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Fellow seminar: Literature, Knowledge, and Epistemic Trust

16 May @ 16:30 - 18:00

Kalle Puolakka (RevHum Fellow, Mar ‘24 – Jul ‘24) will present his project on:

Literature, Knowledge, and Epistemic Trust

on 16 May 2024 (Thursday) at 16:30 h.

Abstract: Philosophers have been interested in the epistemic and cognitive value of literature ever since Plato and Aristotle. Does literature convey knowledge? What sort of knowledge does it afford? After reviewing the contemporary discussion on the topic in philosophical aesthetics, as well as its ancient roots in the debate between Plato and Aristotle over the educational significance of poetry, I single out one concept for closer examination, experiential knowledge. Proponents of the idea of experiential knowledge, which is sometimes also called “phenomenological knowledge” or “subjective knowledge”, argue that literary works can give knowledge about what it is like to experience something, that is, how experiences feel like and how the world appears from a certain point of view.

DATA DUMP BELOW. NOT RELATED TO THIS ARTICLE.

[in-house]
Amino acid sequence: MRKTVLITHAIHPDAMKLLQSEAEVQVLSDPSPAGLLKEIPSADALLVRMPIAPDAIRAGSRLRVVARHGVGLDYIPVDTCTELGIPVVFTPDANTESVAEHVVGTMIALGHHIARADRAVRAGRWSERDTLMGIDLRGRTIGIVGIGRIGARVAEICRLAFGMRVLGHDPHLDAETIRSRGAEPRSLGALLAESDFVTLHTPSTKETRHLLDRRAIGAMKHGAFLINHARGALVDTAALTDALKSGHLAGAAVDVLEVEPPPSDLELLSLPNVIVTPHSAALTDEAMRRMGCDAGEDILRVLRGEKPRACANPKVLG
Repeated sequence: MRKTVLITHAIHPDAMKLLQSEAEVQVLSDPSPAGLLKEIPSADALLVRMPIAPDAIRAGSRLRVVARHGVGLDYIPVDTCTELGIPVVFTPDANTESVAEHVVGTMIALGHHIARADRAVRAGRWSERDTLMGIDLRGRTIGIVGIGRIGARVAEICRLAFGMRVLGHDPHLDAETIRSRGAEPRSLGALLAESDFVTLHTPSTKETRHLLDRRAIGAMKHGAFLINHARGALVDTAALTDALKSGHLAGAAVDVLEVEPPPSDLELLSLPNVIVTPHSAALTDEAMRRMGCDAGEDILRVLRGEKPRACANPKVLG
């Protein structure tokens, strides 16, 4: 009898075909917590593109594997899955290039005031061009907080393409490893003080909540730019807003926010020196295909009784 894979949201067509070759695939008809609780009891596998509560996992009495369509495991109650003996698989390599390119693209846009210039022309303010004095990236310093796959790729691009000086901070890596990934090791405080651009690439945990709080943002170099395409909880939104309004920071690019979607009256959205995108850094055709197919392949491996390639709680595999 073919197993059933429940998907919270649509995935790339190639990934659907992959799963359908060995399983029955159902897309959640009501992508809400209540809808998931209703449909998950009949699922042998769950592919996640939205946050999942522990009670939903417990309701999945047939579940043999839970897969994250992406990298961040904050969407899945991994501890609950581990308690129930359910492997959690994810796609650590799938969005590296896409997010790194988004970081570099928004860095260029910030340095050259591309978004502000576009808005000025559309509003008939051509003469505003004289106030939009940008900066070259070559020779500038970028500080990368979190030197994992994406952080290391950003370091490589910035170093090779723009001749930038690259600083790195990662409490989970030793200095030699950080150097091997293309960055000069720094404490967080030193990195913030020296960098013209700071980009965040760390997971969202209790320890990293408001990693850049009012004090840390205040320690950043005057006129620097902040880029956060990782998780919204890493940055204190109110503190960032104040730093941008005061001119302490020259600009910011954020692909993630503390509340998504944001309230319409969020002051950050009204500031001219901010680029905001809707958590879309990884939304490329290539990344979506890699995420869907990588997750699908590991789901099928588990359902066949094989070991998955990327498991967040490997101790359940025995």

In the second part of the presentation, I outline three important aspects of my own account of how literary works can be vehicles of experiential knowledge. First, showing the ways in which John Dewey’s philosophy of experience and especially his notion of undergoing illuminates the character of the literary experience behind the experiential knowledge literary works can afford. Second, I respond to some ethical worries relating to experiential knowledge, especially having to do with the question whether it is sometimes even preposterous morally to claim to know what others’ experiences feel like. Third, I argue that especially literary works that exemplify epistemic virtues like intellectual honesty, intellectual courage, open-mindedness, as well as intellectual carefulness and thoroughness should be regarded as strong epistemic media for giving readers a sense of what the experiences they deal with are like. The philosophical points of the paper are illustrated with a look at the experience of social death articulated in Toni Morrison’s novel Beloved (1987).

Moderated by Nadezhda Alexandrova.


16 May
16:30 - 18:00


Centre for Advanced Study Sofia


Centre for Advanced Study Sofia
7B Stefan Karadzha St, entr. 3
Sofia,‎ ‎1000‎ ‎Bulgaria
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